Caronavirus – What we know so far and how it will effect Direct Payments

You don’t need us to tell you that the current situation is an especially big issue for Disabled people, but I’d like to tell you what we have done, and found out, so far.

1.      People on Direct Payments

We have written to the Council asking them to write to everyone on Direct Payments, including those who fund their own care, explaining:

– What, as employers, we should be doing;

– Where we can get PA cover for any staff self-isolating or ill,

given that many struggle to find PAs even when offering ‘permanent’ employment;

– What funding BCC provides/will be providing so we can

  pay both sick pay for existing PAs who can’t work and for

  the PA cover we need, bearing in mind that no-one can

  survive just on Statutory Sick Pay (SSP) and, even if they

  could, many PAs don’t earn enough to qualify for it;

– What additional support BCC will be offering those people

  who are especially restricted by the impact of COVID-19

  e.g. funding for those who don’t usually get funding for

  someone to do shopping, pick up items etc.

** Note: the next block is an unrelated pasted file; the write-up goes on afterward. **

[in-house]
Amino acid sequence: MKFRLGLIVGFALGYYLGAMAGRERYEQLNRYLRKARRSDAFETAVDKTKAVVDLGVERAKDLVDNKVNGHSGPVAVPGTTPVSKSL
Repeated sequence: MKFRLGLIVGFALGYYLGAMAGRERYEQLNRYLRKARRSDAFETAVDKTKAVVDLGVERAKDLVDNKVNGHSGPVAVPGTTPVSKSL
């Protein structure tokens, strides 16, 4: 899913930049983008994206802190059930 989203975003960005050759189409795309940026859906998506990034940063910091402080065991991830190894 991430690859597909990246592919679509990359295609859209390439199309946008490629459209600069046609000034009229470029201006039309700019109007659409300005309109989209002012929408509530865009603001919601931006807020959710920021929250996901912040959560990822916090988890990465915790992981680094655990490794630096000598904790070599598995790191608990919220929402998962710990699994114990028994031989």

We have also asked WECIL if they will be providing a database of all PAs who are available, so that you can find cover for any of your PAs who go off sick or self-isolate. 

Unfortunately, they don’t have one, at yet but are working on something.  I will let you know when they have completed this. 

I will also let you know as soon as I get a response from the Council.  But, in the meantime, you can try the following, if you need support:

Can Do website:  Lots of people have posted that they are happy to help with some tasks.  Obviously this won’t include personal care though. 

Don’t worry too much.  Easier said than done, I know, but it’s good to keep in mind that:

– the guidance for the general public (wash hands regularly for at least 20seconds each time, throw tissues in the bin as soon as you’ve used them, etc) will keep most of use safe;

– to date, just 7 people in Bristol definitely have this corona virus (called covid-19).  That doesn’t mean we shouldn’t be careful, but it is a reason not to worry too much, too soon.

– becoming very anxious can actually lower our resistance to infections so it’s a good idea to avoid getting very anxious if you possibly can.

– we all need to keep a sense of proportion e.g. thousands and thousands of ‘vulnerable’ people in the UK die from the respiratory complications’ of flu every year, without most of us being at especially high risk.

– the government is (understandably) taking a very cautious “assume the worst and hope for the best” approach.  So, the advice is based on assuming lots of people are at risk until such time as there is lots of evidence they aren’t – which the opposite of the usual way national health decisions are taken.

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